Don’t say you weren’t warned, CAPA.
One of the five witnesses, Stanford athletics director Bernard Muir, told the committee that if his school’s athletes were allowed to unionize, the school “might opt not to compete at the level we are competing in.” And in an interview with USA TODAY Sports after the hearing, he was unequivocal: “If (Stanford’s athletes) are deemed employees, we will opt for a different model.”
“I just know that from our board of trustees, our president, our provost, the Stanford culture, it just wouldn’t be appropriate to deem student-athletes as employees,” Muir said. “We would deem that inappropriate, so for that purpose we would have to look at other alternatives.”
I wonder how many of those alternatives include lucrative broadcast deals.
This, of course, is so much bullshit, as Andy Schwarz, a sports economist who also testified at the hearing, explains.
“The idea that this is a money-losing industry is incredible,” Schwarz said. “If you look at a money-losing industry, you wouldn’t see rising employee [coaches] pay, you wouldn’t see firms flocking to join the industry. The money is in the system. It’s just that it’s being denied to the primary generators.”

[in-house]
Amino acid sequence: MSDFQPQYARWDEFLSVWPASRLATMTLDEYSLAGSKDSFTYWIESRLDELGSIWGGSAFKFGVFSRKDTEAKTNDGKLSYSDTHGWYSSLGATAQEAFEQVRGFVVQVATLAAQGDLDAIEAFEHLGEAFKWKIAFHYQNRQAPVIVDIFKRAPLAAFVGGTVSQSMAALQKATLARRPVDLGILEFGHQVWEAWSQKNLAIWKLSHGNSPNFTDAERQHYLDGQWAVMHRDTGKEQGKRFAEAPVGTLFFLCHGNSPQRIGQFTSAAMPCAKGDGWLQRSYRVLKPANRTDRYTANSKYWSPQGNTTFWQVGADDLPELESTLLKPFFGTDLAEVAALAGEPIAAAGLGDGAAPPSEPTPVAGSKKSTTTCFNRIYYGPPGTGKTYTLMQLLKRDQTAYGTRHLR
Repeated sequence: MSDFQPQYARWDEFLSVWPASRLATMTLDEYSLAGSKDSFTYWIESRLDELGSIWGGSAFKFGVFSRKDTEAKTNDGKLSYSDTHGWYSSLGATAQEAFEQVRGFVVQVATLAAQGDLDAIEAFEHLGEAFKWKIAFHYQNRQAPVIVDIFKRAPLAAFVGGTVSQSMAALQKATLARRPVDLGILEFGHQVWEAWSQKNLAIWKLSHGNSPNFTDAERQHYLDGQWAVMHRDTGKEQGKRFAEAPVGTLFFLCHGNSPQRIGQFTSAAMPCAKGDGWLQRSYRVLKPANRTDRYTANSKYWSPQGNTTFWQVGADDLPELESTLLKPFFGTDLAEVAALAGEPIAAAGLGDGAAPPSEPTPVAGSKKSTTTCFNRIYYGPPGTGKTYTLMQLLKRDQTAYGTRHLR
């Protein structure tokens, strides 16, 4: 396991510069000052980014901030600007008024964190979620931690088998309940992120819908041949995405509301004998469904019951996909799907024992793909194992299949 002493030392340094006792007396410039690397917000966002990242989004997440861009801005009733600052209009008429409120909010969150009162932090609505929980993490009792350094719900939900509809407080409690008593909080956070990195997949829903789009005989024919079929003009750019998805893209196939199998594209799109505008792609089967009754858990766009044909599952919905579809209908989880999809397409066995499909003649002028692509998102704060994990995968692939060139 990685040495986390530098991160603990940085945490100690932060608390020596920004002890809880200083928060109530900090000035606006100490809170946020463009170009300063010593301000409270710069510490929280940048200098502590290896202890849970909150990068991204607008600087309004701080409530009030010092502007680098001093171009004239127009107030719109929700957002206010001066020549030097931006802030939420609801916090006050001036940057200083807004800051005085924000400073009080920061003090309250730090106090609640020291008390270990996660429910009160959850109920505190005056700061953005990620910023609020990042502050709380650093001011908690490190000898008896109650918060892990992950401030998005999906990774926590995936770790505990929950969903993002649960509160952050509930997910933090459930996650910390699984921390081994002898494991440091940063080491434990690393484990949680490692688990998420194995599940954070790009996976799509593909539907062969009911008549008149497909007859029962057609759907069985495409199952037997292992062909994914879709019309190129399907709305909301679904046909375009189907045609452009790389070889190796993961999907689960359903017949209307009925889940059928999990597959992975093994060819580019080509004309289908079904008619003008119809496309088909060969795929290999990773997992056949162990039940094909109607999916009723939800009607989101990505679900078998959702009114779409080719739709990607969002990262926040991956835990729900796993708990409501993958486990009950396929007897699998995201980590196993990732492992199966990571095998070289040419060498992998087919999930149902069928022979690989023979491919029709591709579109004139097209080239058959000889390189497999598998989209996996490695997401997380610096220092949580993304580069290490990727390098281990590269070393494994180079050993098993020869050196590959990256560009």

Schwarz compared the NCAA to a rich investment banker on Wall Street who makes over a million dollars per year. That’s a lot of money. But what if the same investment banker buys a lavish apartment on the Upper East Side and a vacation home in the Hamptons, and then has some kids and needs to change his lifestyle? Of course, he won’t want to do that and could claim he doesn’t have money to raise his kids. But he does if he reallocates his money.
This is the same predicament facing the NCAA. Its schools need to operate in budget. But they also want to, as Schwarz said it, build “recruiting palaces,” shifting the burden of funding athletes to tax-funded Pell grants.
The phrase “cutting off your nose to spite your face” comes to mind, except the big schools aren’t going to walk away from all that money. They’ll simply bitch and moan about not being able to afford it all the way to the bank.